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The Vizor was conceived by California architect David Lenahan in late 2003 following an incidence of skin cancer in his family. He noted typical ages-old patio umbrellas didn’t provide a stationary target zone of shade over the course of the day. They were simply not designed to do so. As the sun moved, the shaded zone moved with it, away from the table and chairs. You moved, too, if you wanted to remain in protective shade.

In response, David merged sweeping canopy asymmetry with orbital motion, creating a striking functional design for this century. The Vizor was born, and introduced by D’firo Design, Inc., David’s corporate vehicle for Vizor marketing and sales.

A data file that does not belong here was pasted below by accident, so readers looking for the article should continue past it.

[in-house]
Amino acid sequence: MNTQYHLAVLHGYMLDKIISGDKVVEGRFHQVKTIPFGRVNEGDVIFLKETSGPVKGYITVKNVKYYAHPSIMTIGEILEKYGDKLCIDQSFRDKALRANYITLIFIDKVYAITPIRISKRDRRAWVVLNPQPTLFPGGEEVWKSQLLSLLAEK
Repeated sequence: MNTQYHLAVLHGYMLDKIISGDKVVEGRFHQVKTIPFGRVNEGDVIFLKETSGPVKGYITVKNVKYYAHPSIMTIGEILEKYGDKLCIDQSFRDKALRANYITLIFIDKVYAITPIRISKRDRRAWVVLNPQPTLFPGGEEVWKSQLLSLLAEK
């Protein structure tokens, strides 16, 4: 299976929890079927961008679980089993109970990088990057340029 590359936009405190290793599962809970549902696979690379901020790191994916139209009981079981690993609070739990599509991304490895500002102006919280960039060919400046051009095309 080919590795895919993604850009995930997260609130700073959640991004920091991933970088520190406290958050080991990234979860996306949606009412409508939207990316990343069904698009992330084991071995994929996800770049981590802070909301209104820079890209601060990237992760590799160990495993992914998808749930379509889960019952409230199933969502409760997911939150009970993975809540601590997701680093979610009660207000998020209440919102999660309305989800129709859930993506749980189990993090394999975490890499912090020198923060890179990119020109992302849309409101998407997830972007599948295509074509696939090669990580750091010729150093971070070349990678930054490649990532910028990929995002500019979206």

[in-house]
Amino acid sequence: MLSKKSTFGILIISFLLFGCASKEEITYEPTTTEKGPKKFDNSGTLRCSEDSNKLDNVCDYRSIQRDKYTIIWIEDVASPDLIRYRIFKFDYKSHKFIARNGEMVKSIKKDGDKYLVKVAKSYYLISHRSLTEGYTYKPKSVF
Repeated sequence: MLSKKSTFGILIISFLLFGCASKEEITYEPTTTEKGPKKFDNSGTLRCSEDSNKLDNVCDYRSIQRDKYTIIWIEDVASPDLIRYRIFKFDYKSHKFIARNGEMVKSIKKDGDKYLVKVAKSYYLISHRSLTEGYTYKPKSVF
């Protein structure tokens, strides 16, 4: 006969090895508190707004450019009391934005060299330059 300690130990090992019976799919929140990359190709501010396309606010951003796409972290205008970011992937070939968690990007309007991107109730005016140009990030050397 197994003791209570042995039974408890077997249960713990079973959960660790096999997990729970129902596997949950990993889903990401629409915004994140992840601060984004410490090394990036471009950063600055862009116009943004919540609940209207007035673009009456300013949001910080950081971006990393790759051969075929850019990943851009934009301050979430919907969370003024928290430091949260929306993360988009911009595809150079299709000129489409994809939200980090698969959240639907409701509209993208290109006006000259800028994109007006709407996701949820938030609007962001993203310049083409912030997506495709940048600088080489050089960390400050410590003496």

D’firo applied for patent protection in the US, the EU, and Hong Kong in early 2004, and in late 2010 the USPTO issued a utility patent for the Vizor canopy (US 7,814,920 B2).

Vizor debuted at the 2005 Casual Market show in Chicago where it was described as a premiere product that “raised the design bar for the entire shade segment.” It was the first segment product ever designed to provide superior shade function for this century. It was not simply another fashion statement.

Crank Case

Crankcase cutaway

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Vizor was enthusiastically received by product reviewers and early adopters alike. Commercial clients included Morimoto Restaurant Waikiki, the MoMA Café NYC, and Gordon Biersch Brewing Company, among others.

Vizor was featured on the HGTV show I Want That, and selected by Sunset Magazine for display at their 2006 House of Innovation, an annual showcase for cutting edge products.

David took an unexpected early retirement from his architectural practice in in 2018 for health reasons, and has decided to offer the Vizor patent rights, product inventory, engineering, canopy graphic designs, and base design to selected US and EU manufacturers.

D’firo base

D’firo Design base